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A deck of flashcards for Undergraduate Study of Biology.

Three ways of cellularization of multicellular organisms Three way which a multicellular organism can evolve from a protists: Symbiotic, Colonial and "Cellularization."
Symbiotic cellularization Protists can symbiotically group to form composite organism. It may have genetic problems and evidence.
Colonial cellularization Divided cells of single protist could remain together after the division. This is the most favoured, cellularization of multicellular organisms.
"Cellurization" Multinucleate protists (cells with more than one nucleous) could evolve internal membranes. However, there is little evidence for internal division.
What are the closest animals regarded as colony of protists rather than multicellular? Sponges.
Symmetry There are four types of possible symmetry: Asymmetry, spherical symmetry, radial symmetry and bilateral symmetry.
Radial symmetry Lines of symmetry in vertical plants, typical of phyla of sessile or floating organism (Cnidaria and Echinodermata).
Bilataeral symmetry Found in free mobile organisms (anterior and posterior ends) and dorsal and ventral surfaces. Only one plane divides the animal into summetrical halves.
Cephalization The development of bilatal symmetry is linked to diretional movement; sense organs are concentrated at the anterior end of organism. Feeding apparatus and brain development and the formation of a head.
Coelom The principal body cavity in most animals, located between the intestinal canal and the body wall.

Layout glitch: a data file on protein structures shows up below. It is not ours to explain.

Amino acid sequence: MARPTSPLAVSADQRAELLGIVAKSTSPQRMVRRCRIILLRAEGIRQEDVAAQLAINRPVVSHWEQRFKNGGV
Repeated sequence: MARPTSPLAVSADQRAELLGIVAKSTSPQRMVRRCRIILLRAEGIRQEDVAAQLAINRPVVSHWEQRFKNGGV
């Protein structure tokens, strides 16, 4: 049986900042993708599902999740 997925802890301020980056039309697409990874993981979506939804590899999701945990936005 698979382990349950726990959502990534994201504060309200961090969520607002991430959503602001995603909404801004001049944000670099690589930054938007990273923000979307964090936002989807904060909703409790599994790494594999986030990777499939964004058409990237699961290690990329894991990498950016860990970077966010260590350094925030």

Pseudocoelom A second body cavity (the first being the gut) which occupies a space between the mesoderm of the body wall and the endoderm of the gut.
Three types of coelomic forms Acoelomate, pseudocoelomate and coelomate.
Acoelomate Body volume filled with mesenchyme and other tissue
Pseudocoelomate Body space is fluid-filled but not formed from the mesoderm and not lined by cellular peritoneum; derived from blastocoel.
Coelomate With fluid filled body cavity from mesodermal sources; derived from cavitation of blocks of mesoderm (schizocoel) or by the formation of sacs of mesoderm from the annchenteron (entercoel).
Homologous structures
Analogous structures
Coelom formation from Protostomes Coelom forms by a splitting of the mesoderm.
Coelom formation from Deuterostomes Coelom forms by an out-pocketing of primitive gut
Protostome A multicellular organism whose mouth develops from a primary embryonic opening, such as an annelid, mollusc, or arthropod.
Deuterostomes Embryonic development, the first opening (the blastopore) becomes the anus, while in protostomes, it becomes the mouth.
Cleavage in Protostome and Deuterostome Spiral cleavage (Protosome) and Radial cleavage (Deuterostome).
Fate of embryonic cells in protosome and deuterostome Protostomes undergo determinate development where the 4 cell embryo excise one cell and the development arrests. Deuterostomes undergo indeterminate development where the 4 cell embryo exise one cell and develops into normal embryos.
Fate of blastopore in protosome and deuterostome Blastopore of protostomes becomes the mouth. Blastopore of deuterostome become anus.
Formation of mesoderm and coelom in protosomes The formation of mesoderm is from the mass of cells near blastopore and the coelom is formed schizocoely.
Formation of mesoderm and coelom in deuterostomes The formation of the mesoderm is from the cells pinched off of archenteron and the coelom is formed enterocoely.
Created by: theecloud